Java Event Handlers

Event Handlers can be written in Java using Event Handler APIs. On this page, we look at Event Handlers written using the Rx3 Event handlers

Notify - Configuration

The Genesis Notify module enables you to configure an application to send and receive messages to and from various messaging services.

Notify - Microsoft teams

Microsoft Teams provides a mechanism for exposing its channels to a remote system via webhooks. A webhook url can be created as described here

Notify - Symphony

Symphony is a secure instant messaging service focused on financial companies.

Request Server - examples

You define your application's Request Server in a kotlin script file called application-name-reqrep.kts.

Request Server - introduction

Request Servers (otherwise known as request/replies and often shortened to reqrep) provide snapshot data from a table or view in response to a request from the front end. Once the response is received, the transaction is over (unlike a Data Server, which stays connected to the client and pushes updates).

REST endpoints - introduction

The Genesis low-code platform automatically exposes all the resources you have configured as REST endpoints via the Genesis Router. Unless configured otherwise, all requests require a valid SESSIONAUTHTOKEN HTTP header. A SESSIONAUTHTOKEN is retrieved after successful user authentication.

REST endpoints - testing

The REST Endpoints created by the Genesis low-code platform reflect your application's business logic. These endpoints can be configured through the Genesis Router.

Server configuration - Cache

Database caching on local microservices is supported out of the box. You can configure a caching layer for any Genesis module. The cache can reduce the database workload for tables that contain static data.

Server Configuration - Introduction

Some files are essential to the development and running of your application. You need to know what they are for and how to configure them. These pages provide the details.

Server Configuration - Processes

Each application must have a -processes.xml file. This contains the configuration of each module (data server, request server and event-handler etc). It is generated automatically when you create a new Genesis project using GenX CLI tool.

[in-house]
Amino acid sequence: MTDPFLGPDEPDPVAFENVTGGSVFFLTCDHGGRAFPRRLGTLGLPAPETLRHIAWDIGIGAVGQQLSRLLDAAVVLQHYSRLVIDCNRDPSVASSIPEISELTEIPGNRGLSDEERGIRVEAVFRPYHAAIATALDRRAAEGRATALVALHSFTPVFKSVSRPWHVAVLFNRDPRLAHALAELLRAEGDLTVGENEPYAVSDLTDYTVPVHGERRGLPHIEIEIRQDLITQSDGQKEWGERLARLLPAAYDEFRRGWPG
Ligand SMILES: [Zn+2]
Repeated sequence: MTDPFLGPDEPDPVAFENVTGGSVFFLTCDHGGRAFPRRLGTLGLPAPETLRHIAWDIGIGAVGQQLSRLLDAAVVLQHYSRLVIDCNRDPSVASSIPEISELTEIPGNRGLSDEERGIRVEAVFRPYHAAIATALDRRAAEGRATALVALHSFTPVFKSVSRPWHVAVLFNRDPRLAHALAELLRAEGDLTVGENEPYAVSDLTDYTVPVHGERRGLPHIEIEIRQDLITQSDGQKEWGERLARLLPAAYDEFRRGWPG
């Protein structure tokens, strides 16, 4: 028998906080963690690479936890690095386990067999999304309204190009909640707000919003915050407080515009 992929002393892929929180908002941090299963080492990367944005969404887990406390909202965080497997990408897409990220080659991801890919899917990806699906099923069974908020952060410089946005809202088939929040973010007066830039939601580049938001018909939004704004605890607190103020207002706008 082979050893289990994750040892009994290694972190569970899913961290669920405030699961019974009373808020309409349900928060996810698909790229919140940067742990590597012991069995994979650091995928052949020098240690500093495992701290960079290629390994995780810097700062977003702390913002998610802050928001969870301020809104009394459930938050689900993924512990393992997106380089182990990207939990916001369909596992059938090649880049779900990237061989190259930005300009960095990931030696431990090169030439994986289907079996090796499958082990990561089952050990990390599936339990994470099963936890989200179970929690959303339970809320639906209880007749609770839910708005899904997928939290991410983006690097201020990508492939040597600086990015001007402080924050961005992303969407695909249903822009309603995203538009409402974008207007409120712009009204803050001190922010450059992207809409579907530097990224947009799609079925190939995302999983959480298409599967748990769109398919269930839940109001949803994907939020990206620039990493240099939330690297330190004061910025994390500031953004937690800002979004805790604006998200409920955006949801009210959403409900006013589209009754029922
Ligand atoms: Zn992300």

Server Configuration - Service Definitions

Just as each application must have a -processes.xml config file, it must also have a -service-definitions.xml file. This is where you specify the ports of the various processes. These are used to communicate internally between processes.

Server Configuration - System Definitions

The system-definition file genesis-system-definition.kts is the basis of all configurations, scripts, data model, etc. This section explains all the different items that are contained in the file.

Server set-up - config management

This document describes the recommended uses of config management with Genesis frameworks. It is written for readers with some Linux system administration experience.

Server set-up - host preparation

This section is for users with experience of Linux system administration. Here we describe preparing a host to run applications built with the Genesis low-code platform.

Server tooling - code snippets

The following code snippets can be imported into IntelliJ to speed up repetitive development tasks, mainly around the declaration of Genesis scripts and configuration.

State Machine - Configuring runtime

State machines are defined as Event Handlers in your application's eventhandler.kts file. Ensure that your Event Handler is correctly configured for runtime.

State Machine - examples

The following example of a state machine defines five events that control the transition of trades from one state to another.

State Machine - introduction

One of the key things you need to define in your data model is the various states that your financial entities (such as orders or trades) can go through - for example, new, amended, completed or cancelled.